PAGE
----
- In Afghanistan, the military has designated unknown men it kills as “Enemies Killed in Action.” According to The Intercept’s source, the military has a practice of labeling individuals killed in air strikes this way unless evidence emerges to prove otherwise.
This is the ending of the article:
(...) as the documents reveal, assurances from the Obama administration that drone strikes are precise and used only in cases of "imminent" threats are themselves based on intentionally vague definitions of "imminence."
"Privately, the architects of the U.S. drone program have acknowledged its shortcomings," said Betsy Reed, editor-in-chief of The Intercept. "But they have made sure that this campaign, launched by Bush and vastly expanded under Obama, has been shrouded in secrecy. The public has a right to know how the US government has decided who to kill."
As the source himself said, "We’re allowing this to happen. And by 'we,' I mean every American citizen who has access to this information now, but continues to do nothing about it."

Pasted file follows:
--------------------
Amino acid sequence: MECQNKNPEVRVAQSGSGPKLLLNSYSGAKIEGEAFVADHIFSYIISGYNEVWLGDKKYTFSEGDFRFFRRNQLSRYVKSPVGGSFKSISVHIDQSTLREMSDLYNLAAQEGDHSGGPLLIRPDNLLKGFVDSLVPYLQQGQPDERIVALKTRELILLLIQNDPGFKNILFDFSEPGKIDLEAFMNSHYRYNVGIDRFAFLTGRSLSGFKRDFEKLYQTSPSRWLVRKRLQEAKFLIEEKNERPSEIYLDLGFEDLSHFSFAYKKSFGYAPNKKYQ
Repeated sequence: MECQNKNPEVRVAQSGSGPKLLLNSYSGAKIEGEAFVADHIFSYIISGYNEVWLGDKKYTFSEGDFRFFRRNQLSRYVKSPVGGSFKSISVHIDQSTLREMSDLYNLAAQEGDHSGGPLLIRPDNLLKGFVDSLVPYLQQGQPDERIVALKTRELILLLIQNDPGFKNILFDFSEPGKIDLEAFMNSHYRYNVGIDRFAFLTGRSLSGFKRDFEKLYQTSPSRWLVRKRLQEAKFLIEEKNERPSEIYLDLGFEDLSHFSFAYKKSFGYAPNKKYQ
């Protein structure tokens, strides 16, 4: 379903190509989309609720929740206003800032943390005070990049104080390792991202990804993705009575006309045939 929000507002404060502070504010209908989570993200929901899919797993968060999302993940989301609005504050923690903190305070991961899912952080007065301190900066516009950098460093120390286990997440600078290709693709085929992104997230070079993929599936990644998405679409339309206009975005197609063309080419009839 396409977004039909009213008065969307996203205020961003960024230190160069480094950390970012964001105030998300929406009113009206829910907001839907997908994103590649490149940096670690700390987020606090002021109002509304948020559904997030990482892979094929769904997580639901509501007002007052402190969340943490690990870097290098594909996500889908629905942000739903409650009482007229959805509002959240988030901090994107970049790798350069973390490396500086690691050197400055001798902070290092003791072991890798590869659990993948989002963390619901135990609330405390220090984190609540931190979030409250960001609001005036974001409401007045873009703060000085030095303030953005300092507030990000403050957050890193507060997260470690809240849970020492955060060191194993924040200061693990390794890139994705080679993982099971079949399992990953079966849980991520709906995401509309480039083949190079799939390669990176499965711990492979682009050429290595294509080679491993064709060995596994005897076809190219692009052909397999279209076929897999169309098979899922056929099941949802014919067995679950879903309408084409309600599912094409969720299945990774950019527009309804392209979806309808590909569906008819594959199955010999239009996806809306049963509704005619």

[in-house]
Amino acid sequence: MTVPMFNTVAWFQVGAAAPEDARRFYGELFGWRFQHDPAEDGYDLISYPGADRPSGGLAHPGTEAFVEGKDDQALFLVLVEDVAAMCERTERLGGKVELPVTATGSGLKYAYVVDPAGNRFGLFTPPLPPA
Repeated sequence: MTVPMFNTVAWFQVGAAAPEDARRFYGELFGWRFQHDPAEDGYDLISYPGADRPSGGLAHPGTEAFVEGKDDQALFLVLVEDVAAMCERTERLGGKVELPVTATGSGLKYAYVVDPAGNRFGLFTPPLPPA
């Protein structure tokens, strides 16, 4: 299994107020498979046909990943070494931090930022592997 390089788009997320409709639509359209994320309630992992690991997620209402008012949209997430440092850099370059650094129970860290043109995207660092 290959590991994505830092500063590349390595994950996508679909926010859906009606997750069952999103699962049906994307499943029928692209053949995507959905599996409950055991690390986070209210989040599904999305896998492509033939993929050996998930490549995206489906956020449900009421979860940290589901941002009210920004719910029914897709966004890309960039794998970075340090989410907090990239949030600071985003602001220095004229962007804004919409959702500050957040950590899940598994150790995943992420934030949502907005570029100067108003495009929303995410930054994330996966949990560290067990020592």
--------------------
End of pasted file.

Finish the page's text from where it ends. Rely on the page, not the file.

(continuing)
There will be more in Nederlog on The Drone Papers the coming days.
2. Police: Assange would be arrested if he left embassy to visit hospital
The next article is by Matthew Weaver on The Guardian:
This starts as follows:
- Police: Assange would be arrested if he left embassy to visit hospital
As the article describes, Julian Assange's right shoulder is constantly painful since June 2015, which limits all movements with it, and the doctor who treats him needs and MRI - and an MRI is a big machine, that is quite difficult to get to the Ecuadorian embassy, where Assange has been locked up since three years.
The Metropolitan police have confirmed that their officers would arrest the WikiLeaks founder Julian Assange if he left the Ecuadorian embassy in London to go to hospital for a medical examination.